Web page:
a significant difference between conditions or significant differences between pretest and posttest
scores. This study has a 2 (Gender: Male and Female) x 3 (Treatment type: Prolonged Exposure
Therapy, Cognitive Processing Therapy, Waitlist Group) between subjects factorial design with
PTSD symptomology as the dependent variable. Pretest scores should indicate that there is no
difference between the groups (M = 63; See Table 1 for display of means). The results should

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indicate that there is a main effect for treatment type so participants who are in the PE or CPT
condition (M = 34.3) will have lower posttest PTSD symptomology than those in the waitlist
condition (M = 62.2; p < .05). There would be no main effect for gender so males will have the
same average score (M = 43.6) as females (M = 43.6; p < .05). The results are also expected to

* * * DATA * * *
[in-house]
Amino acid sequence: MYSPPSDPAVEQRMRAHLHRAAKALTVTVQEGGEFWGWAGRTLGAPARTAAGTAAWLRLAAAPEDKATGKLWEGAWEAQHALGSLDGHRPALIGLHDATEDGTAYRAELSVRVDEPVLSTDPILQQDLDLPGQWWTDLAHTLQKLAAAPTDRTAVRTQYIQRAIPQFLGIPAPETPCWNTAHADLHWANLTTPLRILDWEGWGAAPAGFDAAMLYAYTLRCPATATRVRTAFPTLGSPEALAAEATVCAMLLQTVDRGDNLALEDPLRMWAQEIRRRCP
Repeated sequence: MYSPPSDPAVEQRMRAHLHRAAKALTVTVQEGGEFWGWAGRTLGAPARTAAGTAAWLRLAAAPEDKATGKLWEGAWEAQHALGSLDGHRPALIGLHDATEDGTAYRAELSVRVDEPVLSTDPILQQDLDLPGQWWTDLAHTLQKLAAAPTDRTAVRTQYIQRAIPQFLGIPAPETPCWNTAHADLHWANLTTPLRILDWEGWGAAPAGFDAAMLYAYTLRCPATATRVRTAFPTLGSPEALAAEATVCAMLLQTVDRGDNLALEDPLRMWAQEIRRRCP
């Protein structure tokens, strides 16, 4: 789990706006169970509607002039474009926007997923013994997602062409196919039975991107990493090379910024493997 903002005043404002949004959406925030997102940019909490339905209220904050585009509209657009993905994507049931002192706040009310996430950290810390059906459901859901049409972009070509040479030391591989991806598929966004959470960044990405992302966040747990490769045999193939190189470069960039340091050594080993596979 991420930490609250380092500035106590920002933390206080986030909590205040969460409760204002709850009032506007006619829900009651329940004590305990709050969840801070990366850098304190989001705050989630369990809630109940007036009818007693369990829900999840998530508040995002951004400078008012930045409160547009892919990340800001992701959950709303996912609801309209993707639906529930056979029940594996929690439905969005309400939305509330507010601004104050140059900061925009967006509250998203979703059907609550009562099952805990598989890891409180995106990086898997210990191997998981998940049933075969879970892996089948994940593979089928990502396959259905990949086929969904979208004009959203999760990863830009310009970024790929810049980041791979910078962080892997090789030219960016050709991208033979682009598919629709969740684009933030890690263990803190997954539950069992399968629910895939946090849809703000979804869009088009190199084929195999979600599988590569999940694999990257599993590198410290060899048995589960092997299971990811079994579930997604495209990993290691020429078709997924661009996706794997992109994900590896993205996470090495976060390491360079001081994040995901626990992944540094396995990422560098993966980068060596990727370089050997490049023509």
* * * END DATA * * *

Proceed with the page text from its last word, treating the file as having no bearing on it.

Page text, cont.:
indicate that there is a significant interaction between treatment type and gender (p < .05). Refer
to Table 2 for expected pattern of means.
In order to determine the nature of the interaction, the means for each condition will be
plotted and are expected to look like Figure 1. When participants are male and complete PE
treatment they will have lower posttest scores (M= 28.3) than females who complete PE
treatment (M= 37.2). When participants are female and complete CPT treatment they will have
lower posttest scores (M= 29.3) than males who complete CPT treatment (M=42.4).Therefore,